A state commission in Virginia on Thursday called for the repeal of outdated, racist laws that legally entrenched segregation, barred interracial marriage and prevented black voters from casting ballots, among other measures.
In its 72-page report, the Commission to Examine Racial Inequity said it found "deeply troubling" instances of “explicitly racist language and segregationist policies” enacted from 1900 to 1960, The Richmond Times-Dispatch reported.
“If we are going to move forward as a Commonwealth, we must take an honest look at our past,” Democratic Gov. Ralph Northam said in a statement. “We know that racial discrimination is rooted in many of the laws that have governed our Commonwealth. Today represents an important step towards building a more equal, just and inclusive Virginia.”
Though most of the laws have no legal effect, they are still enshrined in law, the nine-member commission created by Northam said.
“Some of these acts were rendered null and void by an amended Virginia Constitution, by landmark civil rights cases or legislation, it’s clear that they are vestiges of Virginia’s segregationist past that still sit on the books,” Chief Deputy Attorney General Cynthia Hudson, the commission's chair, said at a news conference.
The panel said that although most of the laws have been declared unconstitutional, they could still be revived by a court.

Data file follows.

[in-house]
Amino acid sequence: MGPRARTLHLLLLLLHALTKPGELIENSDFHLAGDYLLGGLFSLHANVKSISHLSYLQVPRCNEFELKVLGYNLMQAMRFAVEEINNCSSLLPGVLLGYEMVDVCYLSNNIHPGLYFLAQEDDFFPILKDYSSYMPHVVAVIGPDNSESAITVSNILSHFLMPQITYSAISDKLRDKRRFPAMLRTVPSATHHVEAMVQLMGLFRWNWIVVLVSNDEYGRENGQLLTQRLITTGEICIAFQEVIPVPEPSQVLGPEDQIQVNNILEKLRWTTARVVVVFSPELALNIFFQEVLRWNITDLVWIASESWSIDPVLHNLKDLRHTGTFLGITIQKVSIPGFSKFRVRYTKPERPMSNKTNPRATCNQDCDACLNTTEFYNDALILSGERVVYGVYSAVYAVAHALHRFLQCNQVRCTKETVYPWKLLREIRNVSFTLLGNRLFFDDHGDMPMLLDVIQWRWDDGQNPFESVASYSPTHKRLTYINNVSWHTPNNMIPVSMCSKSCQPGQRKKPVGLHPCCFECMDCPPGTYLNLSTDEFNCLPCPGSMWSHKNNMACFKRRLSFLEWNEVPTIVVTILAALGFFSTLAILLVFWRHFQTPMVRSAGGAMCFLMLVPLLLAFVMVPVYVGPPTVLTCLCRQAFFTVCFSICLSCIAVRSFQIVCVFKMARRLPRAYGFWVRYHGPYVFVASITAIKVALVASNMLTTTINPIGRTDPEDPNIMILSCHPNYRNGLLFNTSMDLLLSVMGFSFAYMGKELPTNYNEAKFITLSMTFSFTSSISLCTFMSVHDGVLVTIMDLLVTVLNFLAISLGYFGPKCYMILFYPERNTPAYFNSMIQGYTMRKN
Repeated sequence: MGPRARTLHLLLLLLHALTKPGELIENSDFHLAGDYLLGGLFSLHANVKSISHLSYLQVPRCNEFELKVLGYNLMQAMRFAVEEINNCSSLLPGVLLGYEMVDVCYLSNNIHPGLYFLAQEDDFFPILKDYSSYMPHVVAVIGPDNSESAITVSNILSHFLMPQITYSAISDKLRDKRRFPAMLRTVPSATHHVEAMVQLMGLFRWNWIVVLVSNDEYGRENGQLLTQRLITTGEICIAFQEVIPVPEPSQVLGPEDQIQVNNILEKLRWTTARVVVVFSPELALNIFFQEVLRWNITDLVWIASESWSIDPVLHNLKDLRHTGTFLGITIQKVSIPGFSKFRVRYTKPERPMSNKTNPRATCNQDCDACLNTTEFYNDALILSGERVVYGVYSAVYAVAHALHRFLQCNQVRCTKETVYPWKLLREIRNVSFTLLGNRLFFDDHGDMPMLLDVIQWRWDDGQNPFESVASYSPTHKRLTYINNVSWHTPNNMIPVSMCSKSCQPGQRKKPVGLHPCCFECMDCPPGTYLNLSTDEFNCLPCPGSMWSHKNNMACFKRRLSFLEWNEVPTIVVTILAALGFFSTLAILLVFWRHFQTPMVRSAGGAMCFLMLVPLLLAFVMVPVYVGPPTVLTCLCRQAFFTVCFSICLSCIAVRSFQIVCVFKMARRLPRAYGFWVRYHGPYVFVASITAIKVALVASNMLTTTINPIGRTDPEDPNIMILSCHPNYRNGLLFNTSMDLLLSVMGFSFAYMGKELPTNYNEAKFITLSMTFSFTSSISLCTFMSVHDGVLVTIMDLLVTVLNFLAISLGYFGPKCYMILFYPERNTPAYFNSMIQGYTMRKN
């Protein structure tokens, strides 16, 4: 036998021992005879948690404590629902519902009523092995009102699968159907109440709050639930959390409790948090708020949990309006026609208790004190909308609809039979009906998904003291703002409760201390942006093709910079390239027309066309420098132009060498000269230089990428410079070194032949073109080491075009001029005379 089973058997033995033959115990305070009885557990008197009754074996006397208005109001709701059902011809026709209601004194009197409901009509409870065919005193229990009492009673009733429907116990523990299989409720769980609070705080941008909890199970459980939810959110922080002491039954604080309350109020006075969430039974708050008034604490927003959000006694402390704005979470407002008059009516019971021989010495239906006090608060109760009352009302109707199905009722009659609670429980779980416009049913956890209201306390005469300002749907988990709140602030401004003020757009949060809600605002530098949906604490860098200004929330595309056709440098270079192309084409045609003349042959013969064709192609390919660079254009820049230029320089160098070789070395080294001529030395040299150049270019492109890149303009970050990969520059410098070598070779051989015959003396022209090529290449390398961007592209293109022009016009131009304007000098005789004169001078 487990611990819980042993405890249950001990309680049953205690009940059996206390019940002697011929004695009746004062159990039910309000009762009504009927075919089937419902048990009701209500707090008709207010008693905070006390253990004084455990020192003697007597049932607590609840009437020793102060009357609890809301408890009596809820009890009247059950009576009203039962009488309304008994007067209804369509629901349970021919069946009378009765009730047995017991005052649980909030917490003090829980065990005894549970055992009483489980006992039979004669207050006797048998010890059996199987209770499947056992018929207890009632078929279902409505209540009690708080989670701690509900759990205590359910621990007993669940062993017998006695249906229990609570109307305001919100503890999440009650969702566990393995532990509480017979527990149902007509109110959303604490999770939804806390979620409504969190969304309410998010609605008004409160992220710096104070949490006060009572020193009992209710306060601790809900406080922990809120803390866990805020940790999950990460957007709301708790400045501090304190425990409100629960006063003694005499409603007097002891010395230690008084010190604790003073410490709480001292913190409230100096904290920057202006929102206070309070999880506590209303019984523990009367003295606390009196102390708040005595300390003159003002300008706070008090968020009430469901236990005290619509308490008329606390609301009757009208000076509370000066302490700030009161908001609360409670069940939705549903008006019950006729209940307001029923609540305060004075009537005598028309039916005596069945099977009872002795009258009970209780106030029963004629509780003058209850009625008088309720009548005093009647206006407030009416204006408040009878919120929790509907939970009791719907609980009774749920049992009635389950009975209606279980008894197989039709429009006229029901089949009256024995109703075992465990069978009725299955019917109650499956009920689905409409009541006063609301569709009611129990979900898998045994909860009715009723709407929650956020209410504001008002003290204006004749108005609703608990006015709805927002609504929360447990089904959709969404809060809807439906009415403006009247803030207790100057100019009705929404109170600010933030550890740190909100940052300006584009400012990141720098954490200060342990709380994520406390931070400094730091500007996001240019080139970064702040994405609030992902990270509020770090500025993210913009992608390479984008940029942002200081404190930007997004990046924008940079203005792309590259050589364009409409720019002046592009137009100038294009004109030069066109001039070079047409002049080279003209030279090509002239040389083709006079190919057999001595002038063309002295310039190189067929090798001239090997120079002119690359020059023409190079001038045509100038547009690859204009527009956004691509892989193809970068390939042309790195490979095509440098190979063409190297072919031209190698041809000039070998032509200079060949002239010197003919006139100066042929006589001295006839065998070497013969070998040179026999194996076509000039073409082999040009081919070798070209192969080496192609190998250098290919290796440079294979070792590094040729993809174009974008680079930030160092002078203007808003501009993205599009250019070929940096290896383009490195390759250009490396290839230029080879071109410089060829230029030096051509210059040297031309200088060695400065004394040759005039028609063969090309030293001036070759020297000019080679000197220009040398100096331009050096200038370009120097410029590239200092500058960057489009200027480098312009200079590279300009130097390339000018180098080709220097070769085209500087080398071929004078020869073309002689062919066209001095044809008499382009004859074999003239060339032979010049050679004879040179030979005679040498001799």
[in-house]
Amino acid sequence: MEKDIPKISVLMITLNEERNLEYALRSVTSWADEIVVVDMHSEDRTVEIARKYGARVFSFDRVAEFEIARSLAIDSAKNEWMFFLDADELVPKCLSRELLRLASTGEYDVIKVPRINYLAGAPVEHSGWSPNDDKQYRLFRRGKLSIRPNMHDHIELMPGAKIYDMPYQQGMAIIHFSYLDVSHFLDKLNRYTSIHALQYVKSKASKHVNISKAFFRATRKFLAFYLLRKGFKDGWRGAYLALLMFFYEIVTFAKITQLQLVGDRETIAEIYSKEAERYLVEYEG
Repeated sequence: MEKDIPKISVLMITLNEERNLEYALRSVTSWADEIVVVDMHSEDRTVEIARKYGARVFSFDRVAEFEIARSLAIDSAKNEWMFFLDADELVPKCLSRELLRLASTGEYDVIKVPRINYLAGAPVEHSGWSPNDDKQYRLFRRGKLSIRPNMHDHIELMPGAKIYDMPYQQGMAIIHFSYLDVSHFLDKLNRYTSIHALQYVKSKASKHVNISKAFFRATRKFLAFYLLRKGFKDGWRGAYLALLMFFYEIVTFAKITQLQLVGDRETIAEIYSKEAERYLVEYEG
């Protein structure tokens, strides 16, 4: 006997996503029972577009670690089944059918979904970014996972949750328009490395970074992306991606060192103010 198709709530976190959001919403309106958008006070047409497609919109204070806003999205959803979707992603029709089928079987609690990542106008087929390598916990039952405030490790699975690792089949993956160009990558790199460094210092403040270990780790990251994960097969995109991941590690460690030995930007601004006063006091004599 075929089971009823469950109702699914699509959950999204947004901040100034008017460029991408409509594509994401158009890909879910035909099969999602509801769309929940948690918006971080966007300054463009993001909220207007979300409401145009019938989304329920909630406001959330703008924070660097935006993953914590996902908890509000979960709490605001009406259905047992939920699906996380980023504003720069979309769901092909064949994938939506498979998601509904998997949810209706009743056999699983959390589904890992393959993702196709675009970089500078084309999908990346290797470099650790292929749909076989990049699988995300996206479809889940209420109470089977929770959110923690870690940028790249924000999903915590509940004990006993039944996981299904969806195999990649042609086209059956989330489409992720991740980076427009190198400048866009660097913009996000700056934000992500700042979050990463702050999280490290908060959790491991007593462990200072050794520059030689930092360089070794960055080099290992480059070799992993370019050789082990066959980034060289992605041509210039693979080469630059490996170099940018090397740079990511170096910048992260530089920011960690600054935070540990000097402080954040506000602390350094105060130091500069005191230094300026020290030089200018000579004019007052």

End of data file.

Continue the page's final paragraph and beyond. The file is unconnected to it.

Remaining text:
The laws in question focused on three distinct periods: When Virginia adopted laws to override Reconstruction-era policies, the rise of the Ku Klux Klan and the Civil Rights Movement.
One 1956 provision exempts students from attending racially integrated schools.
“Notwithstanding any other provision of law, no child shall be required to enroll in or attend any school wherein both white and colored children are enrolled,” the law reads.
Another from the same year requires local governments to grant private school vouchers to white students who refuse to attend integrated schools.
Others included a 1918 measure that compelled people of different races to be treated for tuberculosis in different facilities and laws that further supported housing and transportation segregation.
The commission declined to make a recommendation about laws enacted in the early 1900s regarding the creation of Confederate memorials and the granting of pensions to Confederate supporters.
The decision was based on the "sensitive nature of this topic" and the possibility that the state Legislature may take action on the issues in 2020, according to the paper.
The commission will continue to look at other laws in 2020 that "while appearing race-neutral or non-discriminatory on their face, have the effect of perpetuating discrimination and racial inequity," according to Northam's office.
The Associated Press contributed to this report.